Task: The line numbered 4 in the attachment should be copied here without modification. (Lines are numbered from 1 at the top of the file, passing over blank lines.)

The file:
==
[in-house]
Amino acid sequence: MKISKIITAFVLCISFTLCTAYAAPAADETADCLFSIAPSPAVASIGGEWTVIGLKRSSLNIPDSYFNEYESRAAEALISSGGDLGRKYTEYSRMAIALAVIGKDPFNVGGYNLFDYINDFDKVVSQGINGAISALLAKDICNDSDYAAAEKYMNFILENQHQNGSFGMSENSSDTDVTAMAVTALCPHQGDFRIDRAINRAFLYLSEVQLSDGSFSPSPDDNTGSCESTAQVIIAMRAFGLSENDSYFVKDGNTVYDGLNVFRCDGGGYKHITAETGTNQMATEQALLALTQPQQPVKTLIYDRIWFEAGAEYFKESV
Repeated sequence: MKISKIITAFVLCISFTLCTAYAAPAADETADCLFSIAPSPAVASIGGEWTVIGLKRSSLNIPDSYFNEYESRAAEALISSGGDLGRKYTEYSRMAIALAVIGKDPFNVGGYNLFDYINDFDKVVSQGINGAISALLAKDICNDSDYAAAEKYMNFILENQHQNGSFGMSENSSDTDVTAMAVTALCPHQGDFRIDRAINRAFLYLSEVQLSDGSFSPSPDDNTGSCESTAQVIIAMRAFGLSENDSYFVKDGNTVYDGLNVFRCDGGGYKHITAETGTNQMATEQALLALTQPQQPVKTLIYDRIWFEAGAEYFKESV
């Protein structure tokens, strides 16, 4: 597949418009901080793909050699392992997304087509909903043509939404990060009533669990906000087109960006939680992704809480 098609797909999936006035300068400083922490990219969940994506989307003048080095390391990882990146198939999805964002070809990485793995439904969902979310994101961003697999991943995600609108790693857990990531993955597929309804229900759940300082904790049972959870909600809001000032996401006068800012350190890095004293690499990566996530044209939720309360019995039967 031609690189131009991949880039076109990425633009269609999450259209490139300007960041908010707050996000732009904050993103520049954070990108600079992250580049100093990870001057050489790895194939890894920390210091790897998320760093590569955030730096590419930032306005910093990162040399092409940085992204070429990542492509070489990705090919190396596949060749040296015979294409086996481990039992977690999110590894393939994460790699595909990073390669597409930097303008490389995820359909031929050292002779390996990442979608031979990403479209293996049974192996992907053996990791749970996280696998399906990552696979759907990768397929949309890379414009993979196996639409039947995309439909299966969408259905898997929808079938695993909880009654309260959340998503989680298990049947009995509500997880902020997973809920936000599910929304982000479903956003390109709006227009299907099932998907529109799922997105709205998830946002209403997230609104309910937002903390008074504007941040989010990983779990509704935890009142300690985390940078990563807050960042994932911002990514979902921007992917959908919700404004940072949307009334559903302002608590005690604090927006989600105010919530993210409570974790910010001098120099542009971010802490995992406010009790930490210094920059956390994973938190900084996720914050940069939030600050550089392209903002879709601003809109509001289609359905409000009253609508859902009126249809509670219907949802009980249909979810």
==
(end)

């Protein structure tokens, strides 16, 4: 597949418009901080793909050699392992997304087509909903043509939404990060009533669990906000087109960006939680992704809480 098609797909999936006035300068400083922490990219969940994506989307003048080095390391990882990146198939999805964002070809990485793995439904969902979310994101961003697999991943995600609108790693857990990531993955597929309804229900759940300082904790049972959870909600809001000032996401006068800012350190890095004293690499990566996530044209939720309360019995039967 031609690189131009991949880039076109990425633009269609999450259209490139300007960041908010707050996000732009904050993103520049954070990108600079992250580049100093990870001057050489790895194939890894920390210091790897998320760093590569955030730096590419930032306005910093990162040399092409940085992204070429990542492509070489990705090919190396596949060749040296015979294409086996481990039992977690999110590894393939994460790699595909990073390669597409930097303008490389995820359909031929050292002779390996990442979608031979990403479209293996049974192996992907053996990791749970996280696998399906990552696979759907990768397929949309890379414009993979196996639409039947995309439909299966969408259905898997929808079938695993909880009654309260959340998503989680298990049947009995509500997880902020997973809920936000599910929304982000479903956003390109709006227009299907099932998907529109799922997105709205998830946002209403997230609104309910937002903390008074504007941040989010990983779990509704935890009142300690985390940078990563807050960042994932911002990514979902921007992917959908919700404004940072949307009334559903302002608590005690604090927006989600105010919530993210409570974790910010001098120099542009971010802490995992406010009790930490210094920059956390994973938190900084996720914050940069939030600050550089392209903002879709601003809109509001289609359905409000009253609508859902009126249809509670219907949802009980249909979810």